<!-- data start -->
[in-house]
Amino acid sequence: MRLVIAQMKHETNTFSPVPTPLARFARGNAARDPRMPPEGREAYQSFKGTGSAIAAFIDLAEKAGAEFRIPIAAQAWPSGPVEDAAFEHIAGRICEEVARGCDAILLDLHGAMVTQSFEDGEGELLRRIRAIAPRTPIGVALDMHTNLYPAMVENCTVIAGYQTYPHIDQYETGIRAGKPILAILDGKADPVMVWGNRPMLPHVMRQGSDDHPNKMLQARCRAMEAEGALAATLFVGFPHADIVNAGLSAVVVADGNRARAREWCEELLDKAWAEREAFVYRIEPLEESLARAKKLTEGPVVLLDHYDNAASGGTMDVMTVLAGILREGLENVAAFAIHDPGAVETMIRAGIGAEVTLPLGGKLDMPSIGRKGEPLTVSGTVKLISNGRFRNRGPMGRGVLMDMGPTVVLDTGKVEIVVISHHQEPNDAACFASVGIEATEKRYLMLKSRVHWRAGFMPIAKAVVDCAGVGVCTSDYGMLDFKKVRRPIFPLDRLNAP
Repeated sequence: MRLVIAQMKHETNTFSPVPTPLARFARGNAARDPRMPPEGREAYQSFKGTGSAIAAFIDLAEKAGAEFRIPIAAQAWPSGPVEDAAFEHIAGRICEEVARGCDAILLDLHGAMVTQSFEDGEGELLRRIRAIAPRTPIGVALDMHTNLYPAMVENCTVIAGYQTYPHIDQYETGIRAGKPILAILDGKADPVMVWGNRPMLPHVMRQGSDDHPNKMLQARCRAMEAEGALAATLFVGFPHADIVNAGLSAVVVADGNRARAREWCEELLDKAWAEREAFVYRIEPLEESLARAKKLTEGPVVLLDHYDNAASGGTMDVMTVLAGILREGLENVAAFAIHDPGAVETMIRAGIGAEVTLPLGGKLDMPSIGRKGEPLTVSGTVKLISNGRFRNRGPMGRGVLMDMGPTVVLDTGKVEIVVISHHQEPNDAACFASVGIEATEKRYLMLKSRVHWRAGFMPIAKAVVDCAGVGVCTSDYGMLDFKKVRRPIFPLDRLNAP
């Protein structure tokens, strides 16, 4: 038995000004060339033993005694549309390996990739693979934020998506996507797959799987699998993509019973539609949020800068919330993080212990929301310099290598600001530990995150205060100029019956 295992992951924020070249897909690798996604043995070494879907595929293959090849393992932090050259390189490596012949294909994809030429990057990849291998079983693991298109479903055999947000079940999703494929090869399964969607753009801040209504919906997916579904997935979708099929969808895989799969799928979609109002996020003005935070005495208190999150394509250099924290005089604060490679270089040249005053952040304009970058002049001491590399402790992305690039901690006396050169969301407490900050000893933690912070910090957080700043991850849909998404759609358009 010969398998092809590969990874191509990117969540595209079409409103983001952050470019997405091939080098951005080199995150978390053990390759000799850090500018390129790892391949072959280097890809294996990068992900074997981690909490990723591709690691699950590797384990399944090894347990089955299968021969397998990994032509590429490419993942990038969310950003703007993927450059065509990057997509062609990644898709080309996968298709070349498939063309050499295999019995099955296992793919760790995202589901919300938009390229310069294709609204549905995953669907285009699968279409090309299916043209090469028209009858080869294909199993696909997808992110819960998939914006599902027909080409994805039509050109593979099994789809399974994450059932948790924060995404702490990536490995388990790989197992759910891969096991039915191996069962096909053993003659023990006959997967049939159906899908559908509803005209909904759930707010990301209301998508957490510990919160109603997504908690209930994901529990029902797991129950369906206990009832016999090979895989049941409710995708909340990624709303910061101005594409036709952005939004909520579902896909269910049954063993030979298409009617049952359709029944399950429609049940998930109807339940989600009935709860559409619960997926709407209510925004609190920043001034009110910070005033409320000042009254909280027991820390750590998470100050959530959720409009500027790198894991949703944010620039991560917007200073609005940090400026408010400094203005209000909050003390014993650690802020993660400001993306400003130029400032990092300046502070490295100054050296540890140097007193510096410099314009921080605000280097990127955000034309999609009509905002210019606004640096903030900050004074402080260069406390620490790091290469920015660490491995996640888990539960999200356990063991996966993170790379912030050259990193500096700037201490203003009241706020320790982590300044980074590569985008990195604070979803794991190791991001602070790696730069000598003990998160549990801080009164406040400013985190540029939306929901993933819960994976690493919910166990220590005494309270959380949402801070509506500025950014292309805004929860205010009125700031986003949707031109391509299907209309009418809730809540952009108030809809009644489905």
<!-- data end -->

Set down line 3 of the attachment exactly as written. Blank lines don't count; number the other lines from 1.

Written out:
Repeated sequence: MRLVIAQMKHETNTFSPVPTPLARFARGNAARDPRMPPEGREAYQSFKGTGSAIAAFIDLAEKAGAEFRIPIAAQAWPSGPVEDAAFEHIAGRICEEVARGCDAILLDLHGAMVTQSFEDGEGELLRRIRAIAPRTPIGVALDMHTNLYPAMVENCTVIAGYQTYPHIDQYETGIRAGKPILAILDGKADPVMVWGNRPMLPHVMRQGSDDHPNKMLQARCRAMEAEGALAATLFVGFPHADIVNAGLSAVVVADGNRARAREWCEELLDKAWAEREAFVYRIEPLEESLARAKKLTEGPVVLLDHYDNAASGGTMDVMTVLAGILREGLENVAAFAIHDPGAVETMIRAGIGAEVTLPLGGKLDMPSIGRKGEPLTVSGTVKLISNGRFRNRGPMGRGVLMDMGPTVVLDTGKVEIVVISHHQEPNDAACFASVGIEATEKRYLMLKSRVHWRAGFMPIAKAVVDCAGVGVCTSDYGMLDFKKVRRPIFPLDRLNAP